Civil GPS accuracy boosted

President Clinton on Monday delivered on a 4-year-old promise to improve

the accuracy of the Global Positioning System to civil users.

In a presidential directive in 1996, Clinton promised to revisit the issue

of intentionally degrading the civil GPS signal in 2000. He had promised

to discontinue use of the degradation capability — known as selective availability — by 2006, with an annual assessment of its continued use beginning this

year.

Selective availability was deactivated at midnight on Monday, the president's

science adviser, Neal Lane, announced during a press briefing earlier in

the day.

The decision came early because the Defense Department has sufficiently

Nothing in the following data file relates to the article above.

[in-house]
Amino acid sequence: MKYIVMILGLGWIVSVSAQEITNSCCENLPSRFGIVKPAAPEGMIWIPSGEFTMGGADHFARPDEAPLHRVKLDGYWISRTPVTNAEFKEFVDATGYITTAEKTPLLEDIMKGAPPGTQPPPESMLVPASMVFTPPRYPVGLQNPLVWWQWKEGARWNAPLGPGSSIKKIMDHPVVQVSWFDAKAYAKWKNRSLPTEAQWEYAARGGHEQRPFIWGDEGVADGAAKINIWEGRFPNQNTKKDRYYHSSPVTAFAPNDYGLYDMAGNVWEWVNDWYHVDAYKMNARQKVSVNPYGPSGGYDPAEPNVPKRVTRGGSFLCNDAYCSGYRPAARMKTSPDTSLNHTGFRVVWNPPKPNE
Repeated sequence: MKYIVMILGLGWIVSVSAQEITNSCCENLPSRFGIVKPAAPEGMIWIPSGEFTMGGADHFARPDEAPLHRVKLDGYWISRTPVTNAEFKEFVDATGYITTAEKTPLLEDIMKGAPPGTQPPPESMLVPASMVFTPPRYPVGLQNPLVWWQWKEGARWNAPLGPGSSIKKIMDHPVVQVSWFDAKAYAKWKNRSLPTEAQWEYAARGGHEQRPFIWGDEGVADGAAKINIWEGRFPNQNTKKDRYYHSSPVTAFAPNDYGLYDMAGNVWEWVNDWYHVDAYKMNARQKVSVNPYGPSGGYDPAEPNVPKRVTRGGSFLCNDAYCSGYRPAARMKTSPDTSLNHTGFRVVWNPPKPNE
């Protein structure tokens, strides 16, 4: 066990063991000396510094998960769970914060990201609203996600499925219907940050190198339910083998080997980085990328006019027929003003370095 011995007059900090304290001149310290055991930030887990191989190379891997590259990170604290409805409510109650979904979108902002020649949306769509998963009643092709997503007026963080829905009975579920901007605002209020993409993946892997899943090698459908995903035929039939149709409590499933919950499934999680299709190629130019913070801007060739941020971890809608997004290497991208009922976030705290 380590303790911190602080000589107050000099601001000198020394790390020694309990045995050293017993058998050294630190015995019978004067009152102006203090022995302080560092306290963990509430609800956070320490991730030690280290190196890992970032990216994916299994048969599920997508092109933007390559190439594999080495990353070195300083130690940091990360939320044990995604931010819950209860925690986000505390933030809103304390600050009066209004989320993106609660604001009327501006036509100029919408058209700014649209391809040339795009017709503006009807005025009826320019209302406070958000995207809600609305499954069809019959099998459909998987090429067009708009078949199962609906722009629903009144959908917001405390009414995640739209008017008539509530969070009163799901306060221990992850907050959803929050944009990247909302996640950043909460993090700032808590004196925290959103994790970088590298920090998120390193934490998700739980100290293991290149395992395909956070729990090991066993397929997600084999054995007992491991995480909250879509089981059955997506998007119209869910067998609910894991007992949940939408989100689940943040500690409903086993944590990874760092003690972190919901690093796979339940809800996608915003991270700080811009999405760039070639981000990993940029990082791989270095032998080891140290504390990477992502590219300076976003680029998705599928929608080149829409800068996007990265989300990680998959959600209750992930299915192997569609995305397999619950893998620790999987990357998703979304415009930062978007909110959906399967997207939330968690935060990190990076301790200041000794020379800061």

proven its ability to deny the GPS signal to adversaries in a specific region

while maintaining availability to users elsewhere, said Arthur Money, the

Pentagon's assistant secretary of Defense for command, control, communications

and intelligence.

Selective availability caused the civil GPS signal to be accurate within

100 meters. Without selective availability, users will receive position

information accurate within 10 to 20 meters.

While the modification significantly improves the accuracy of the GPS signal,

the Transportation Department is still committed to developing systems that

augment the GPS capability, said Eugene Conti, assistant secretary of Transportation

for transportation policy. Those systems, such as the Federal Aviation Administration's

Wide-Area Augmentation System and Local-Area Augmentation System and the

Coast Guard's National Differential GPS System, verify that the GPS signal

is reliable.

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